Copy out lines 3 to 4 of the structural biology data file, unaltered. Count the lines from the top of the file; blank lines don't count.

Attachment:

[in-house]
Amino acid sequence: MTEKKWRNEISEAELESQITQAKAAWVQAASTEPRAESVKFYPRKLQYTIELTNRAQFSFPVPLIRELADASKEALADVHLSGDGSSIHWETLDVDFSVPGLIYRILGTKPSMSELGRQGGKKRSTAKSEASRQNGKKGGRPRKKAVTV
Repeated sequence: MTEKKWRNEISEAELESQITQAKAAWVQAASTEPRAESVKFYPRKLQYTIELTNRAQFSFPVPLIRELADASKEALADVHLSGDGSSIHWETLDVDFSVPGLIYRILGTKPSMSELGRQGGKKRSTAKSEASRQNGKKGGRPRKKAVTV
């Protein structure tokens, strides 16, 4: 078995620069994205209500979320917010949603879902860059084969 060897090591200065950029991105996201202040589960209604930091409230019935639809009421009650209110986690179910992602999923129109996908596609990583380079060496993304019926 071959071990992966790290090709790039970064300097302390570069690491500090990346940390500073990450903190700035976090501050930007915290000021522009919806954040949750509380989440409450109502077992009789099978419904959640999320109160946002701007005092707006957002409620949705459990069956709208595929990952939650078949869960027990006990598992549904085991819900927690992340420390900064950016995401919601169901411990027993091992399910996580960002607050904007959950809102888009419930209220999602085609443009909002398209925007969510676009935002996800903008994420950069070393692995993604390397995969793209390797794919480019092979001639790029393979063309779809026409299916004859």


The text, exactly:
Repeated sequence: MTEKKWRNEISEAELESQITQAKAAWVQAASTEPRAESVKFYPRKLQYTIELTNRAQFSFPVPLIRELADASKEALADVHLSGDGSSIHWETLDVDFSVPGLIYRILGTKPSMSELGRQGGKKRSTAKSEASRQNGKKGGRPRKKAVTV
């Protein structure tokens, strides 16, 4: 078995620069994205209500979320917010949603879902860059084969 060897090591200065950029991105996201202040589960209604930091409230019935639809009421009650209110986690179910992602999923129109996908596609990583380079060496993304019926 071959071990992966790290090709790039970064300097302390570069690491500090990346940390500073990450903190700035976090501050930007915290000021522009919806954040949750509380989440409450109502077992009789099978419904959640999320109160946002701007005092707006957002409620949705459990069956709208595929990952939650078949869960027990006990598992549904085991819900927690992340420390900064950016995401919601169901411990027993091992399910996580960002607050904007959950809102888009419930209220999602085609443009909002398209925007969510676009935002996800903008994420950069070393692995993604390397995969793209390797794919480019092979001639790029393979063309779809026409299916004859």